Iran is to delay the introduction of a 10 percent tax on exports of unprocessed iron ore until March next year, a source with knowledge of the plan said, as the market is struggling and a number of private mines in the Islamic state have been halted.
A 31 percent fall in iron ore prices this year, stoked by increased shipments from major suppliers Australia and Brazil, has led to a sixfold jump in stockpiles at Iranian ports as exporters held off sales, leading to the closure of around half the private mines at one stage.
"The government has agreed to postpone the tax to the beginning of next year because right now the market is too low and they're afraid to lose the market when they apply this duty," said a source who met with officials of Iran's Ministry of Mine, Trade and Industry this month.
He was referring to Iran's financial year, which runs from March 21 through to March 20 of the following year. The tax was originally due to be introduced this year.
The plan is to gradually increase the export duty to 20 percent, according to the source, who owns one of the iron ore mines in Iran that has been temporarily shuttered and declined to be identified because the delay has yet to be publicly announced.
Emails seeking comment from Iran's Ministry of Mine, Trade and Industry were not answered and other attempts to reach the ministry were also unsuccessful.
Iran already imposes a 40 percent tax on exports of iron ore concentrates and a 30 percent duty on pellets based on free-on-board prices.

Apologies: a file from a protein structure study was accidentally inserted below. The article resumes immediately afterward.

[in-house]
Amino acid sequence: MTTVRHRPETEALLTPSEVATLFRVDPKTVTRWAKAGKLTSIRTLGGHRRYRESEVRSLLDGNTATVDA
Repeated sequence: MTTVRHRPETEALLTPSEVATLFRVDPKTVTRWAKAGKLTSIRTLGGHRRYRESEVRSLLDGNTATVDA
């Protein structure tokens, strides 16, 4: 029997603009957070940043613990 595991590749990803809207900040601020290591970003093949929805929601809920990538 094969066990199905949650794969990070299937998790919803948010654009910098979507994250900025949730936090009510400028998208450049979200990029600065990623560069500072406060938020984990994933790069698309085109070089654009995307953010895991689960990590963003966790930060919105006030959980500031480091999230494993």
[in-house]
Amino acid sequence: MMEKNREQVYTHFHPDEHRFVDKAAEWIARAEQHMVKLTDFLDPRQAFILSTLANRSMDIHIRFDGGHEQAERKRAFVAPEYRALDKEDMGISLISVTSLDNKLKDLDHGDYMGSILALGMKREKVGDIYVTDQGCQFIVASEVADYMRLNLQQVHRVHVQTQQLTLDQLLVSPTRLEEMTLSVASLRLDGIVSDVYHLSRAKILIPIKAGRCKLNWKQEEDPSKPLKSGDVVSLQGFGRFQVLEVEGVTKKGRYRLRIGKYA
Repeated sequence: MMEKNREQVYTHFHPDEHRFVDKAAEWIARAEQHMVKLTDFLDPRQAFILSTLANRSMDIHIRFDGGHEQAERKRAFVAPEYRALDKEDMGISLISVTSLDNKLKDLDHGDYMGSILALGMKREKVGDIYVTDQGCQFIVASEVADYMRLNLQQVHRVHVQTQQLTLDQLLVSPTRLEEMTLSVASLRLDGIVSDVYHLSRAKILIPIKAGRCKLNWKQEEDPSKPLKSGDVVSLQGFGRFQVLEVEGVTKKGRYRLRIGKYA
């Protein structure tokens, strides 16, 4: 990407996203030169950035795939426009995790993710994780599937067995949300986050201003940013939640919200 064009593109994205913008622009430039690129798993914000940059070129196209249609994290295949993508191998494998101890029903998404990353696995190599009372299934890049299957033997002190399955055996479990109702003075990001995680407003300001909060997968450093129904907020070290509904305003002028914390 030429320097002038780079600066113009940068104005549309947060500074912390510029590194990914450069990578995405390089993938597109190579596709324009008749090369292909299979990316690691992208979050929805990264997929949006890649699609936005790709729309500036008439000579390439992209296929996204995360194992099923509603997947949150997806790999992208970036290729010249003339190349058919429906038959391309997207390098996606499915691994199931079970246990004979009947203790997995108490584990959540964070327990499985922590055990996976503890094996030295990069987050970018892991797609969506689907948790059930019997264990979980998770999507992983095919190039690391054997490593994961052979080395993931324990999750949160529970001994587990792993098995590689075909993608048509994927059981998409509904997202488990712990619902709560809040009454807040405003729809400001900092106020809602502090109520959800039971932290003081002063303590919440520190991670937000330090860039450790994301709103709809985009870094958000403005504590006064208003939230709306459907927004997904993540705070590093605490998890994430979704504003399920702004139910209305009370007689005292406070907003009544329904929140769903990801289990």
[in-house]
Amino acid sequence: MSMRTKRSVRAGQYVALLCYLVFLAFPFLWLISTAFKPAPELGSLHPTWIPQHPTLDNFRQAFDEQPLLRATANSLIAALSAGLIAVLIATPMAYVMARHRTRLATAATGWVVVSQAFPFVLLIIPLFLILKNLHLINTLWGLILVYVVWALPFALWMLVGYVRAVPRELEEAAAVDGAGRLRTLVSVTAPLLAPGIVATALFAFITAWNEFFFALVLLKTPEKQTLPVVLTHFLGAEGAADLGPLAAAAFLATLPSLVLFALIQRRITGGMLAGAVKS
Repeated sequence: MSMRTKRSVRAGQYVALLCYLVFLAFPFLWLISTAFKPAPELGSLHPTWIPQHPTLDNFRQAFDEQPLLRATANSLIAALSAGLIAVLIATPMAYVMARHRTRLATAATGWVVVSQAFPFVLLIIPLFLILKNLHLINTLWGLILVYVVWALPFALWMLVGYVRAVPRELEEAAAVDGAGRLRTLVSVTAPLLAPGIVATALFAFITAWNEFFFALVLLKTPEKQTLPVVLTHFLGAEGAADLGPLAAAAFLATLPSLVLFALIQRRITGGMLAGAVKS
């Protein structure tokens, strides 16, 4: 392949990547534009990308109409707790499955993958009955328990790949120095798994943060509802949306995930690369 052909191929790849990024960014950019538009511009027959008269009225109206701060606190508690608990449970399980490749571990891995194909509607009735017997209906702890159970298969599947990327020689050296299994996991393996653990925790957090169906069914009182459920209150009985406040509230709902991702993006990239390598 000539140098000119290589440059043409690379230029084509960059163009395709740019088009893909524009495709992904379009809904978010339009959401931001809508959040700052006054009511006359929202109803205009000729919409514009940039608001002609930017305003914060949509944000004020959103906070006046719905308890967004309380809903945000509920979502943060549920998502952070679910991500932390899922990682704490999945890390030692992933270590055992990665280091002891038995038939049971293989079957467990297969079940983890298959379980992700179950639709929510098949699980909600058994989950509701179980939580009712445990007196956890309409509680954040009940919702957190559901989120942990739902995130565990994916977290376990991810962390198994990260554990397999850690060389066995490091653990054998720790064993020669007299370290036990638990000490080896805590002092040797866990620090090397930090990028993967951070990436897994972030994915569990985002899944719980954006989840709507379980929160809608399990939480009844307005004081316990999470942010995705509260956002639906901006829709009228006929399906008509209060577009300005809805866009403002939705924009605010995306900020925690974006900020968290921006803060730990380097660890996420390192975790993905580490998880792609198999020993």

The government was looking at imposing the 10 percent tax on iron ore fines and lump as a way of both supporting its fledgling domestic steel industry and cashing in on its biggest non-oil export.
Western countries have imposed sanctions on Iran because of its nuclear programme, which they fear could be aimed at developing a nuclear weapons capability. A July deadline for reaching a deal was missed but talks have been extended for four months.
The sanctions involve, among other things, some financial transactions plus trade in oil, petrochemicals, gold and precious metals.
Trade in iron ore is not directly covered and shipments of the raw material have been generating much-needed revenue for the country as crude sales dropped by nearly $4 billion a month compared to levels before tougher sanctions took effect in 2012.
Nearly all of Iran's iron ore shipments go to China, which bought $2.4 billion worth in 2013, based on Chinese customs data. Iran is the fourth-biggest iron ore exporter to the world's top market, although its shipments are well below those of Australia and Brazil.
Iron ore prices dropped to $89 a tonne in June, the lowest since September 2012, although they have since bounced back and stood at $93 on Tuesday.
The recovery has encouraged some of the private mines in Iran to reopen, although total exports in July still only reached 1.065 million tonnes, according to the source. That would be below the 1.2 million tonnes shipped in June, already the lowest since September 2012.
Given the global supply situation, any sustained recovery in the price looks unlikely in the medium term.
It fell through $100 in May amid a global surplus that Morgan Stanley expects to reach 79 million tonnes this year, doubling to 158 million tonnes in 2015.
That reflects efforts by top miners such as Rio Tinto and Vale to boost output, edging out smaller players with higher costs such as those in Iran.
Vale plans to lift annual iron ore exports to about 400 million tonnes within five years from 270 million tonnes in 2013, Jose Carlos Martins, the miner's head of ferrous metals, said this month.
Morgan Stanley sees global seaborne iron ore supply growing by around 330 million tonnes over the next three years, while demand will rise by only 194 million.
The lion's share of the supply increase will arrive this year and next and would come from Vale, Rio, BHP Billiton and Fortescue Metals Group, it said.